High expectations for arts district

By Rhonda J. Miller
PBN Staff Writer

After thousands of visitors left the Wickford Art Festival and artists packed up their remaining works and their income from pieces sold, the Wickford Art Association used to have to send someone around collecting the 7 percent tax on sales made during one of the state’s most well-known fine art festivals. More

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High expectations for arts district

PBN PHOTO/TRACY JENKINS
COLLECTED WORKS: Sarah Tallarico, executive director of the Wickford Art Association, says the association occasionally has missed out on sales because of the tax on art in Rhode Island that will end on Dec. 1.

By Rhonda J. Miller
PBN Staff Writer

Posted 11/25/13

After thousands of visitors left the Wickford Art Festival and artists packed up their remaining works and their income from pieces sold, the Wickford Art Association used to have to send someone around collecting the 7 percent tax on sales made during one of the state’s most well-known fine art festivals.

“A lot of times people don’t have their sales added up yet, so they have to send it to you,” said Sarah Tallarico, executive director of the art association, which sponsors the festival.

“Sometimes we have to track people down,” she said. “Some artists are ready to pay at the end of the festival, but collecting that tax just didn’t make us seem friendly to artists.”

There won’t be any making the rounds to collect sales tax from artists at the close of the two-day 52nd Wickford Art Festival in July 2014.

That’s because Rhode Island becomes more artist-friendly on Dec. 1, when the entire state becomes the first in the nation to have a statewide arts district, a status approved by the General Assembly in July that allows an exemption from the 7 percent sales tax on original works of art.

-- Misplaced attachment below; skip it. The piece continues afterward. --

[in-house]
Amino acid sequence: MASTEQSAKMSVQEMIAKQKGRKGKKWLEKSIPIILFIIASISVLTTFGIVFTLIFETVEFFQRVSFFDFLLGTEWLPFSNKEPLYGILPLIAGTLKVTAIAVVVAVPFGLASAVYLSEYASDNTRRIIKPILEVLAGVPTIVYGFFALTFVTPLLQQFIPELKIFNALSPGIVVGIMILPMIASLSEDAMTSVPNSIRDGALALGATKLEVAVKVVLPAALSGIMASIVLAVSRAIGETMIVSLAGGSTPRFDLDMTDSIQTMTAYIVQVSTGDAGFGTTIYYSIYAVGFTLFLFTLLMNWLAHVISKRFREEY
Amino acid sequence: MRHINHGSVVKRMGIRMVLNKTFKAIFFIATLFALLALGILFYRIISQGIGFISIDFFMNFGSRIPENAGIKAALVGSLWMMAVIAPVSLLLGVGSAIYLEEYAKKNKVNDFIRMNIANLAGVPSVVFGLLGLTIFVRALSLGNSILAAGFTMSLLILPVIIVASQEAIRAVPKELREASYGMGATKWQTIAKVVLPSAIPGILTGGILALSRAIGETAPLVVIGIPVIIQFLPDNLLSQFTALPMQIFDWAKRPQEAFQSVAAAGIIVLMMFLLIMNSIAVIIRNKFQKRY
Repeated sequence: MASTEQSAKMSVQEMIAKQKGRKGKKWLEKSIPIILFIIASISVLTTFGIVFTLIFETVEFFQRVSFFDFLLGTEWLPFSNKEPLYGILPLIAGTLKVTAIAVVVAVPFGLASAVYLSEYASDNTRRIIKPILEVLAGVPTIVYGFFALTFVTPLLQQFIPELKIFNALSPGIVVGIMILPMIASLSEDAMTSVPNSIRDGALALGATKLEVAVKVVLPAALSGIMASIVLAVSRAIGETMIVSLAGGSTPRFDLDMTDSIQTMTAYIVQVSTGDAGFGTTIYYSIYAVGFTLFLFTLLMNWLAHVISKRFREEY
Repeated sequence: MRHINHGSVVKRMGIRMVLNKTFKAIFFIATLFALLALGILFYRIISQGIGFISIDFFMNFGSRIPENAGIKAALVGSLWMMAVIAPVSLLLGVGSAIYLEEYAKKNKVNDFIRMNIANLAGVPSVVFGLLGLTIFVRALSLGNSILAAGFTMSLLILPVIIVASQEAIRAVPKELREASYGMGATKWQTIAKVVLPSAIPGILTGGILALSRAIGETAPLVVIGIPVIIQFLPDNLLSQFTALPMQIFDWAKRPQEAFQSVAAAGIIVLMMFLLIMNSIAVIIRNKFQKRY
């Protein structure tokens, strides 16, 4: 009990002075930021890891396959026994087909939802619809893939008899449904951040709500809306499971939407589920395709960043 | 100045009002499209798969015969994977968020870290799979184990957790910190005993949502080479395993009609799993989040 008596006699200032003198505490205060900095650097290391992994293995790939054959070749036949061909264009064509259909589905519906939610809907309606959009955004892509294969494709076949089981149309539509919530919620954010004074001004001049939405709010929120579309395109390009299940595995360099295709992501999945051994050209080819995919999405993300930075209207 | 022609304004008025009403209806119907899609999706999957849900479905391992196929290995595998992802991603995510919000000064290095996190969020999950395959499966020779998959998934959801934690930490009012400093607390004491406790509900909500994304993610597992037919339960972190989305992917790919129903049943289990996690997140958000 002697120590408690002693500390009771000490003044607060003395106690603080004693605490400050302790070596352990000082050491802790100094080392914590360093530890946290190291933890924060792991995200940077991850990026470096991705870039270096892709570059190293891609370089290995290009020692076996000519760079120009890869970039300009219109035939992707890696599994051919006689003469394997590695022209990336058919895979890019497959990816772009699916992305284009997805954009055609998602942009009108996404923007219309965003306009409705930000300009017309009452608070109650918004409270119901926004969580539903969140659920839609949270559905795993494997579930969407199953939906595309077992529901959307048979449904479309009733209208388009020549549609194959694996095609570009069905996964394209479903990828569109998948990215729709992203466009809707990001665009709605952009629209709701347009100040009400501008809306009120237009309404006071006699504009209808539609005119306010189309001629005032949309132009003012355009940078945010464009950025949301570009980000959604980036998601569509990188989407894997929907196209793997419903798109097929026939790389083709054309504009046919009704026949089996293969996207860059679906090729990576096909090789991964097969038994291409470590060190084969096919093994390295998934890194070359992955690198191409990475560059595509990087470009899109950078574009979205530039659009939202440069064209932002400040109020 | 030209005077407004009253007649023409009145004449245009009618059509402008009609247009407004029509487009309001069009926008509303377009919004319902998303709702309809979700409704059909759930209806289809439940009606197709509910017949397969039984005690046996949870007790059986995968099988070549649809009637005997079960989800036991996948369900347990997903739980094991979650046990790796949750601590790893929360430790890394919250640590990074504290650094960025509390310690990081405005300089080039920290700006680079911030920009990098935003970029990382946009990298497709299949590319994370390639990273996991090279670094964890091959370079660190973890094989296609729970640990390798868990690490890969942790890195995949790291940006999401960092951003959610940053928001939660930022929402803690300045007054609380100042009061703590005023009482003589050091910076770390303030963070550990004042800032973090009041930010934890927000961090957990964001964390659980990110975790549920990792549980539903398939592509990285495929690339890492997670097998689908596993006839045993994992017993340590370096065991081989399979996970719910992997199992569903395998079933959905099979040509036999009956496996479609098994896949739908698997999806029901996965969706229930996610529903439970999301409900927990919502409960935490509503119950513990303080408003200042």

“I know we’re the first state in the country to have a statewide arts district, because I’m on the board of the National Assembly of State Arts Agencies, and I work closely with my colleagues in other states,” R.I. State Council on the Arts Executive Director Randall Rosenbaum said.

“This is going to position Rhode Island as a destination for the arts,” said Rosenbaum. “It’s an incentive for an arts-buying public to come to Rhode Island to buy art and while they’re here, to spend a lot of money to help our economy.”

The arts-buying public is a valuable segment of travelers that the state arts council will target in overall marketing efforts in collaboration with regional marketing organizations, said Rosenbaum.

“Cultural tourists are the most desirable kind of tourists,” Rosenbaum said. “Studies have found that people who travel for cultural reasons tend to spend more, on average, than other kinds of tourists. They tend to stay longer, so they spend more money on hotels, restaurants and things like drinks after performances and other purchases.”

The statewide arts district comes after years of piecemeal approval by the General Assembly that eventually allowed nine cities and towns to have the sales tax-exemption on original art, beginning with downtown Providence in 1997, Pawtucket in 1999 and then Little Compton, Newport, Tiverton, Warren, Warwick, Westerly and Woonsocket.

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